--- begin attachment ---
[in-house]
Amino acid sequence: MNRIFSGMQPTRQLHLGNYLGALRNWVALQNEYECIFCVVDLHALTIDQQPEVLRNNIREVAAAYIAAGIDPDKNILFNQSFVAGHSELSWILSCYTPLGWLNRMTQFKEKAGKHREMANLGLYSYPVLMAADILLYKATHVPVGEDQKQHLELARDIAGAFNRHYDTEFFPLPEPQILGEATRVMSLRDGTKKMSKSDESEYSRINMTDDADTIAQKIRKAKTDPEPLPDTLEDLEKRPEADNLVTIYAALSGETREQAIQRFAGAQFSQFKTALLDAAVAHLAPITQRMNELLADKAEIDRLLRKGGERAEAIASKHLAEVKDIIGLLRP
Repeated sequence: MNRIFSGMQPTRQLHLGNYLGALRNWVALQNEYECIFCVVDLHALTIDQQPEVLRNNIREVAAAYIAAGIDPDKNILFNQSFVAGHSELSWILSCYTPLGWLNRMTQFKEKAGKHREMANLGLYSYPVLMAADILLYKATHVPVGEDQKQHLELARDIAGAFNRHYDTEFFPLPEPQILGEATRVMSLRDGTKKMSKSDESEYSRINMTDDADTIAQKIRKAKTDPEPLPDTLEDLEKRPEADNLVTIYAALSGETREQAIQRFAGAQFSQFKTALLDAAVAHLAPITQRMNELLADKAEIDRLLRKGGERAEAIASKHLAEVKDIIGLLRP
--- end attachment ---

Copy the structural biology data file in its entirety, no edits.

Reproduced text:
[in-house]
Amino acid sequence: MNRIFSGMQPTRQLHLGNYLGALRNWVALQNEYECIFCVVDLHALTIDQQPEVLRNNIREVAAAYIAAGIDPDKNILFNQSFVAGHSELSWILSCYTPLGWLNRMTQFKEKAGKHREMANLGLYSYPVLMAADILLYKATHVPVGEDQKQHLELARDIAGAFNRHYDTEFFPLPEPQILGEATRVMSLRDGTKKMSKSDESEYSRINMTDDADTIAQKIRKAKTDPEPLPDTLEDLEKRPEADNLVTIYAALSGETREQAIQRFAGAQFSQFKTALLDAAVAHLAPITQRMNELLADKAEIDRLLRKGGERAEAIASKHLAEVKDIIGLLRP
Repeated sequence: MNRIFSGMQPTRQLHLGNYLGALRNWVALQNEYECIFCVVDLHALTIDQQPEVLRNNIREVAAAYIAAGIDPDKNILFNQSFVAGHSELSWILSCYTPLGWLNRMTQFKEKAGKHREMANLGLYSYPVLMAADILLYKATHVPVGEDQKQHLELARDIAGAFNRHYDTEFFPLPEPQILGEATRVMSLRDGTKKMSKSDESEYSRINMTDDADTIAQKIRKAKTDPEPLPDTLEDLEKRPEADNLVTIYAALSGETREQAIQRFAGAQFSQFKTALLDAAVAHLAPITQRMNELLADKAEIDRLLRKGGERAEAIASKHLAEVKDIIGLLRP